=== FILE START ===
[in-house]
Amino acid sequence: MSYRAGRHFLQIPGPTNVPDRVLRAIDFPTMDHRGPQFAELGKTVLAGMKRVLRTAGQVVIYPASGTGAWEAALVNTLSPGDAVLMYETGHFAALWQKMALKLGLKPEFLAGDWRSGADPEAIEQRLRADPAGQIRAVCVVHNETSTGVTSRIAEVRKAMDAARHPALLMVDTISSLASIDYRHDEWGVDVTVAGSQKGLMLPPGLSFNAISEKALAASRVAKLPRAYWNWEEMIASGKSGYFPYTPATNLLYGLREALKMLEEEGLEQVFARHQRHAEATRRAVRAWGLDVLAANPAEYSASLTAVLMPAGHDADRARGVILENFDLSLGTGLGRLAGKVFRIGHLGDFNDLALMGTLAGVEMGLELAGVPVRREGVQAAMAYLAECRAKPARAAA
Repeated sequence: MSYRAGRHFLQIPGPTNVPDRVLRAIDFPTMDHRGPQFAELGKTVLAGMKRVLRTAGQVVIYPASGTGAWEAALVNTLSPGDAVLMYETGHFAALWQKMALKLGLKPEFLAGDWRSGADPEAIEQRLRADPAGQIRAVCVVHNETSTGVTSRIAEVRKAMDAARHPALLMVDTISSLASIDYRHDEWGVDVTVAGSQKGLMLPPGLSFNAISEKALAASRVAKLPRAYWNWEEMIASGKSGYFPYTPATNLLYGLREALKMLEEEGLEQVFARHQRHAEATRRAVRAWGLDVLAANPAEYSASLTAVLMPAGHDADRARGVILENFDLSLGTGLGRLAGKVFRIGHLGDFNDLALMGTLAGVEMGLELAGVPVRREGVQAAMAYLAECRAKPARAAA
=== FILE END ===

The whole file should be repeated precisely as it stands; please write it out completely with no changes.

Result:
[in-house]
Amino acid sequence: MSYRAGRHFLQIPGPTNVPDRVLRAIDFPTMDHRGPQFAELGKTVLAGMKRVLRTAGQVVIYPASGTGAWEAALVNTLSPGDAVLMYETGHFAALWQKMALKLGLKPEFLAGDWRSGADPEAIEQRLRADPAGQIRAVCVVHNETSTGVTSRIAEVRKAMDAARHPALLMVDTISSLASIDYRHDEWGVDVTVAGSQKGLMLPPGLSFNAISEKALAASRVAKLPRAYWNWEEMIASGKSGYFPYTPATNLLYGLREALKMLEEEGLEQVFARHQRHAEATRRAVRAWGLDVLAANPAEYSASLTAVLMPAGHDADRARGVILENFDLSLGTGLGRLAGKVFRIGHLGDFNDLALMGTLAGVEMGLELAGVPVRREGVQAAMAYLAECRAKPARAAA
Repeated sequence: MSYRAGRHFLQIPGPTNVPDRVLRAIDFPTMDHRGPQFAELGKTVLAGMKRVLRTAGQVVIYPASGTGAWEAALVNTLSPGDAVLMYETGHFAALWQKMALKLGLKPEFLAGDWRSGADPEAIEQRLRADPAGQIRAVCVVHNETSTGVTSRIAEVRKAMDAARHPALLMVDTISSLASIDYRHDEWGVDVTVAGSQKGLMLPPGLSFNAISEKALAASRVAKLPRAYWNWEEMIASGKSGYFPYTPATNLLYGLREALKMLEEEGLEQVFARHQRHAEATRRAVRAWGLDVLAANPAEYSASLTAVLMPAGHDADRARGVILENFDLSLGTGLGRLAGKVFRIGHLGDFNDLALMGTLAGVEMGLELAGVPVRREGVQAAMAYLAECRAKPARAAA